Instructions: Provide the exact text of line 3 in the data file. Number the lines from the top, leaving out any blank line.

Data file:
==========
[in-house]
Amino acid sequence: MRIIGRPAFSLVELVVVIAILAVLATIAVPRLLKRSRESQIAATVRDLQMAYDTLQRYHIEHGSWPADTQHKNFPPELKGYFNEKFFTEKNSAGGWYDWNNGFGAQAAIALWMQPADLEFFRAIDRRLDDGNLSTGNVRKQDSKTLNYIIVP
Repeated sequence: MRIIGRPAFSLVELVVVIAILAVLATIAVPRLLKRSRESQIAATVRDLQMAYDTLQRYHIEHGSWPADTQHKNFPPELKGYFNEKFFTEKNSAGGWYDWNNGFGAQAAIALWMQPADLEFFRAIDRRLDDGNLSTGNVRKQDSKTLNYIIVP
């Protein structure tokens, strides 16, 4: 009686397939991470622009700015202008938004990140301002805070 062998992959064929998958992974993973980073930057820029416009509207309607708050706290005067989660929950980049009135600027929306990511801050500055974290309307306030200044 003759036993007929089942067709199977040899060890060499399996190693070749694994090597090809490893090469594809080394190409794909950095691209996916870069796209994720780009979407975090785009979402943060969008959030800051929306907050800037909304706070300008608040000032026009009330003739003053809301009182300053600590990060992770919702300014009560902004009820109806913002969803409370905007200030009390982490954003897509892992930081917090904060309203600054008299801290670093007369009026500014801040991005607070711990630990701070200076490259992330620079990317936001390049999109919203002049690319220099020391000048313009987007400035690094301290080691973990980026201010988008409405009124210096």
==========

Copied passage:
Repeated sequence: MRIIGRPAFSLVELVVVIAILAVLATIAVPRLLKRSRESQIAATVRDLQMAYDTLQRYHIEHGSWPADTQHKNFPPELKGYFNEKFFTEKNSAGGWYDWNNGFGAQAAIALWMQPADLEFFRAIDRRLDDGNLSTGNVRKQDSKTLNYIIVP